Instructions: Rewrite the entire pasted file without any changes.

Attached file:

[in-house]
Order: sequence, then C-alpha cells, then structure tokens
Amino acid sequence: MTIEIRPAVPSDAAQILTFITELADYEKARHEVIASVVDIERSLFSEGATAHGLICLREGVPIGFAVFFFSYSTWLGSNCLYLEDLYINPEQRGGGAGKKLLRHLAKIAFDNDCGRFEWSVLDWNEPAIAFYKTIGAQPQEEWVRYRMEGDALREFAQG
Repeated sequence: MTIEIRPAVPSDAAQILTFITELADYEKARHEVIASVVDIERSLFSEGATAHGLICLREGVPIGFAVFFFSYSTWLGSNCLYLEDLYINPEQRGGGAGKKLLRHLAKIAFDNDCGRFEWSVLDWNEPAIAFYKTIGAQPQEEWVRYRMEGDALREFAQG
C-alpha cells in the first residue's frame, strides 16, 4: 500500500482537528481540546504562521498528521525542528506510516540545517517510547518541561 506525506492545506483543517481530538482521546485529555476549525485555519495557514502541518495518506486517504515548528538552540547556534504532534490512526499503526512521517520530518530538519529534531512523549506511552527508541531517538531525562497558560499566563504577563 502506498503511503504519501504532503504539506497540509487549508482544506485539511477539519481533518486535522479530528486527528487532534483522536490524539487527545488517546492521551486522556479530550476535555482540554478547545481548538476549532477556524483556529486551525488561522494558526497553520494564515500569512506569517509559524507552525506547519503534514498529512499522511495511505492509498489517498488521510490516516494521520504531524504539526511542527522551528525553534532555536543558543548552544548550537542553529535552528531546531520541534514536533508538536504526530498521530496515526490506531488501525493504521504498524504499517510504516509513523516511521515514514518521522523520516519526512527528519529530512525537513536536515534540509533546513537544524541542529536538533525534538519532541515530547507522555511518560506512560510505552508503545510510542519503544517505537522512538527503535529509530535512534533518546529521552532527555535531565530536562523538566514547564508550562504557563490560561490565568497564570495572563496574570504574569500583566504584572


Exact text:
[in-house]
Order: sequence, then C-alpha cells, then structure tokens
Amino acid sequence: MTIEIRPAVPSDAAQILTFITELADYEKARHEVIASVVDIERSLFSEGATAHGLICLREGVPIGFAVFFFSYSTWLGSNCLYLEDLYINPEQRGGGAGKKLLRHLAKIAFDNDCGRFEWSVLDWNEPAIAFYKTIGAQPQEEWVRYRMEGDALREFAQG
Repeated sequence: MTIEIRPAVPSDAAQILTFITELADYEKARHEVIASVVDIERSLFSEGATAHGLICLREGVPIGFAVFFFSYSTWLGSNCLYLEDLYINPEQRGGGAGKKLLRHLAKIAFDNDCGRFEWSVLDWNEPAIAFYKTIGAQPQEEWVRYRMEGDALREFAQG
C-alpha cells in the first residue's frame, strides 16, 4: 500500500482537528481540546504562521498528521525542528506510516540545517517510547518541561 506525506492545506483543517481530538482521546485529555476549525485555519495557514502541518495518506486517504515548528538552540547556534504532534490512526499503526512521517520530518530538519529534531512523549506511552527508541531517538531525562497558560499566563504577563 502506498503511503504519501504532503504539506497540509487549508482544506485539511477539519481533518486535522479530528486527528487532534483522536490524539487527545488517546492521551486522556479530550476535555482540554478547545481548538476549532477556524483556529486551525488561522494558526497553520494564515500569512506569517509559524507552525506547519503534514498529512499522511495511505492509498489517498488521510490516516494521520504531524504539526511542527522551528525553534532555536543558543548552544548550537542553529535552528531546531520541534514536533508538536504526530498521530496515526490506531488501525493504521504498524504499517510504516509513523516511521515514514518521522523520516519526512527528519529530512525537513536536515534540509533546513537544524541542529536538533525534538519532541515530547507522555511518560506512560510505552508503545510510542519503544517505537522512538527503535529509530535512534533518546529521552532527555535531565530536562523538566514547564508550562504557563490560561490565568497564570495572563496574570504574569500583566504584572